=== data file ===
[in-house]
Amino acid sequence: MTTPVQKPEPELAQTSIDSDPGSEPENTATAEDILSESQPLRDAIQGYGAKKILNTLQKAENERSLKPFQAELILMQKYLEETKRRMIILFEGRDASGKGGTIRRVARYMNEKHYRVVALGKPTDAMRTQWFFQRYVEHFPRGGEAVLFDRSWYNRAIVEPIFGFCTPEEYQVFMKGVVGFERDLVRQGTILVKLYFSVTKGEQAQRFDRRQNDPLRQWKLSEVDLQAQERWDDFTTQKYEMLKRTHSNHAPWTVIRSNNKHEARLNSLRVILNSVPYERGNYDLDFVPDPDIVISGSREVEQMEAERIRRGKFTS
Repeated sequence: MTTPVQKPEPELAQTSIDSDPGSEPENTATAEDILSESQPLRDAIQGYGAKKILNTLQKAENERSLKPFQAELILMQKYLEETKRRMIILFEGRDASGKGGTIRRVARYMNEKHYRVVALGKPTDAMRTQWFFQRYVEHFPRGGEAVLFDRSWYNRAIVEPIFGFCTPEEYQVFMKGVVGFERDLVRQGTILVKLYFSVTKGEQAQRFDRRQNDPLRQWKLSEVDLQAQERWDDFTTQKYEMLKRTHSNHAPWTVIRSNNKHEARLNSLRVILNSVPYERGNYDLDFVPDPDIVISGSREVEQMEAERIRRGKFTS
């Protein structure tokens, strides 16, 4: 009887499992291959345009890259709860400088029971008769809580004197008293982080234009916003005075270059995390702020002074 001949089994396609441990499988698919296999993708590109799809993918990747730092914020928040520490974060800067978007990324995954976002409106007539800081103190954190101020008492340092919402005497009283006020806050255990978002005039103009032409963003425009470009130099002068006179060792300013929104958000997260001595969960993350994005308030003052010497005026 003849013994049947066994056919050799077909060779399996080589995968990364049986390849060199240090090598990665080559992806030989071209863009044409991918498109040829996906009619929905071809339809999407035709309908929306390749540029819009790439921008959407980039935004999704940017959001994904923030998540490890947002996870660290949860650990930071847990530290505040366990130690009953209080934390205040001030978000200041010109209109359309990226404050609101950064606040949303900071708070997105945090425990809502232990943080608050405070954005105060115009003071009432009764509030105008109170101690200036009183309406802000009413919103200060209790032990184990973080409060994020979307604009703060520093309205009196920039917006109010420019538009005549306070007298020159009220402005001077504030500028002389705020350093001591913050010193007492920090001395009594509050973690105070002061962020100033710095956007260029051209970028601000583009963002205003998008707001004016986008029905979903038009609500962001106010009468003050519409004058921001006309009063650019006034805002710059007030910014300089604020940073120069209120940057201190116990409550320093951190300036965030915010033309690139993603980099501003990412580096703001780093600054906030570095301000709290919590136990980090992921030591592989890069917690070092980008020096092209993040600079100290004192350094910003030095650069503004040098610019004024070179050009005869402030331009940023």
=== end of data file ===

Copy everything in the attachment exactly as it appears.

[in-house]
Amino acid sequence: MTTPVQKPEPELAQTSIDSDPGSEPENTATAEDILSESQPLRDAIQGYGAKKILNTLQKAENERSLKPFQAELILMQKYLEETKRRMIILFEGRDASGKGGTIRRVARYMNEKHYRVVALGKPTDAMRTQWFFQRYVEHFPRGGEAVLFDRSWYNRAIVEPIFGFCTPEEYQVFMKGVVGFERDLVRQGTILVKLYFSVTKGEQAQRFDRRQNDPLRQWKLSEVDLQAQERWDDFTTQKYEMLKRTHSNHAPWTVIRSNNKHEARLNSLRVILNSVPYERGNYDLDFVPDPDIVISGSREVEQMEAERIRRGKFTS
Repeated sequence: MTTPVQKPEPELAQTSIDSDPGSEPENTATAEDILSESQPLRDAIQGYGAKKILNTLQKAENERSLKPFQAELILMQKYLEETKRRMIILFEGRDASGKGGTIRRVARYMNEKHYRVVALGKPTDAMRTQWFFQRYVEHFPRGGEAVLFDRSWYNRAIVEPIFGFCTPEEYQVFMKGVVGFERDLVRQGTILVKLYFSVTKGEQAQRFDRRQNDPLRQWKLSEVDLQAQERWDDFTTQKYEMLKRTHSNHAPWTVIRSNNKHEARLNSLRVILNSVPYERGNYDLDFVPDPDIVISGSREVEQMEAERIRRGKFTS
């Protein structure tokens, strides 16, 4: 009887499992291959345009890259709860400088029971008769809580004197008293982080234009916003005075270059995390702020002074 001949089994396609441990499988698919296999993708590109799809993918990747730092914020928040520490974060800067978007990324995954976002409106007539800081103190954190101020008492340092919402005497009283006020806050255990978002005039103009032409963003425009470009130099002068006179060792300013929104958000997260001595969960993350994005308030003052010497005026 003849013994049947066994056919050799077909060779399996080589995968990364049986390849060199240090090598990665080559992806030989071209863009044409991918498109040829996906009619929905071809339809999407035709309908929306390749540029819009790439921008959407980039935004999704940017959001994904923030998540490890947002996870660290949860650990930071847990530290505040366990130690009953209080934390205040001030978000200041010109209109359309990226404050609101950064606040949303900071708070997105945090425990809502232990943080608050405070954005105060115009003071009432009764509030105008109170101690200036009183309406802000009413919103200060209790032990184990973080409060994020979307604009703060520093309205009196920039917006109010420019538009005549306070007298020159009220402005001077504030500028002389705020350093001591913050010193007492920090001395009594509050973690105070002061962020100033710095956007260029051209970028601000583009963002205003998008707001004016986008029905979903038009609500962001106010009468003050519409004058921001006309009063650019006034805002710059007030910014300089604020940073120069209120940057201190116990409550320093951190300036965030915010033309690139993603980099501003990412580096703001780093600054906030570095301000709290919590136990980090992921030591592989890069917690070092980008020096092209993040600079100290004192350094910003030095650069503004040098610019004024070179050009005869402030331009940023």